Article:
This powerful wine features a bold, ripe, black currant aroma, with lush dark chocolate notes and substantial tannins. It’s spicy and intense all the way to the finish, with notes of licorice and cardamom.
HARAS DE PIRQUE “RESERVA” CARMENERE, MAIPO VALLEY 2O14
Another dark ruby colored example, the Haras de Pirque has a cocoa-like aroma, with chewy, dense, ripe fruit and clove and black pepper accents. With medium-high tannins, this is a wine you can cellar for a few years.
DE MARTINO “ESTATE” CARMENERE, MAIPO VALLEY 2O15
From the producer that first bottled a varietal Carmenere in the mid 199Os, this is an herb-scented, dark berry accented wine that is smooth and mellow, with some smoked meat and umami overtones.
CASA LAPOSTOLLE “GRAND SELECTION” CARMENERE, RAPEL VALLEY 2O13
This great producer makes a Carmenere balanced on the borderline between red and black fruit. Silky, round and mellow, it has a dried fruit, black fig note, with hints of almond extract and chocolate.
MONTGRAS “ANTU” CARMENERE, PEUMO VALLEY, RAPEL 2O15
Supple and ripe, with plummy vanilla and black cherry notes, this is from a cooler climate valley within Rapel, renowned for its top quality Carmenere. The acids are a bit higher and help balance the ripe mellow fruit.
TERRUNYO “PEUMO VINEYARD” CARMENERE, CACHAPOAL VALLEY 2O15
This beauty is from vines grown on the coastal mountains, known as the Cordillera. It is harvested extremely late and always shows massively rich dark blackberry fruit flavors, harmoniously balanced with bitter chocolate mocha spice notes.
CASA SILVA “CUVEE COLCHAGUA” CARMENERE, COLCHAGUA VALLEY 2O15
This wine has a smoky, coffee-like aroma, with flavors of blueberry, and a leafy accent. Lush and creamy on the palate, it is beautifully structured, with fresh acidity and soft tannins.
CARMEN CARMENERE, COLCHAGUA VALLEY 2O14
A plummy, floral scented wine, with more tart, lively berry flavors, notes of cedar, smoke and mint. Higher in acid than the Maipo wines, with more of a boysenberry jam and tobacco accent, but with the same lush texture.
VIU MANENT “GRAN RESERVA” CARMENERE, COLCHAGUA VALLEY 2O15
This is grown on volcanic soil and shows a lively fresh wild berry character, with notes of bay leaf and coffee. A medium-bodied wine with gamy notes and a bright, lingering finish.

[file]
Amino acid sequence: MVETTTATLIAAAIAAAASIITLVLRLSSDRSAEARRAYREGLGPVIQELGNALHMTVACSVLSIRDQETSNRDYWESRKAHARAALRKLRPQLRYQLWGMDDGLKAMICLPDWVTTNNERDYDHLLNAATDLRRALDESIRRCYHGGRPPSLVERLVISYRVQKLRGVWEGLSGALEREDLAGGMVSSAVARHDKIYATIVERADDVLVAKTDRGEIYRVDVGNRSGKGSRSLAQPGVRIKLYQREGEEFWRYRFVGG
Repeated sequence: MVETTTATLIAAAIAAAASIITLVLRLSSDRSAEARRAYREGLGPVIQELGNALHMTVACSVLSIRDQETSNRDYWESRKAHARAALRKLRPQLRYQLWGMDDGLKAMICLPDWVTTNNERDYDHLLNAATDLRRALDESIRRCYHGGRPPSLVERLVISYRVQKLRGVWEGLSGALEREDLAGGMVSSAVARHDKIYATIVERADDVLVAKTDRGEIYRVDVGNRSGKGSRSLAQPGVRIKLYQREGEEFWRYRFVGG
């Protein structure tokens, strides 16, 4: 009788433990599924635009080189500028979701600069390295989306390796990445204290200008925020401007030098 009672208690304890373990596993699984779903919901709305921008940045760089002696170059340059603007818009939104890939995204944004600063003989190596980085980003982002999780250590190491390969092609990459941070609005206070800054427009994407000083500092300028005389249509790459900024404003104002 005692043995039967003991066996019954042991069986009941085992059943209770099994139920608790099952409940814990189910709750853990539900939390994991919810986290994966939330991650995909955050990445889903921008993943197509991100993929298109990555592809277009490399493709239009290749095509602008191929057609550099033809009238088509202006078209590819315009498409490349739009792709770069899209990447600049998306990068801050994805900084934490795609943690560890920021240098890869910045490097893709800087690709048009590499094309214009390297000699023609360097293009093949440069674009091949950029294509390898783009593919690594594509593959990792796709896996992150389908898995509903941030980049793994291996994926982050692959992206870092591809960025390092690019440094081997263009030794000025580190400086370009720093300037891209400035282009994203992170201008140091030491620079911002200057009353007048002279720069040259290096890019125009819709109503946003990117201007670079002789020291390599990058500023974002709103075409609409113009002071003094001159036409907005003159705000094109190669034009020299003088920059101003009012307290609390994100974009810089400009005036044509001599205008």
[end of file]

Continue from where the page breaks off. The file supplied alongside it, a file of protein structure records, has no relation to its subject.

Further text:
SANTA RITA “MEDALLA REAL” CARMENERE, COLCHAGUA VALLEY 2O13
Spicy and rich, with blueberry and dark chocolate notes, a concentrated highly extracted wine that is also elegant and soft on the palate. This is a blend of Marchigue (granitic, well-drained rocky clay soils) and Apalta (deep rooted old vines, sunny but sheltered from rain, stony soils) fruit, very late harvested, showing complexity, great tannic structure and exceptional aging potential.
MONTES “PURPLE ANGEL” CARMENERE, COLCHAGUA VALLEY 2O14
Considered by many to be the finest expression of Carmenere, the 2O14 also incorporates Marchigue with Apalta fruit. It features brilliant aromatics of black berry, nutmeg and vanilla, as well as a velvet texture. Smooth and juicy, with huge extraction and lingering exotic spice notes.
VINA ERRAZURIZ “MAX RESERVA” CARMENERE, ACONCAGUA VALLEY 2O15
Dark in color, with aromas redolent of coffee and blackberry, this is rich in sweet fruit, lush in texture and strongly tannic. A big wine that has it all.
IN SUMMARY Carmenere today should have broader consumer appeal than its presence in the market indicates. The learning curve in Chile has been steep and the days of producing awkward, vegetally scented, and overly minty examples with excessive bell pepper notes, or conversely pruney, overripe, dried out wines are behind us. The vast majority of Carmeneres I taste today, as the above notes indicate, are wines of substance and balance, with an unapologetic sleek richness, that deserve a place at the table.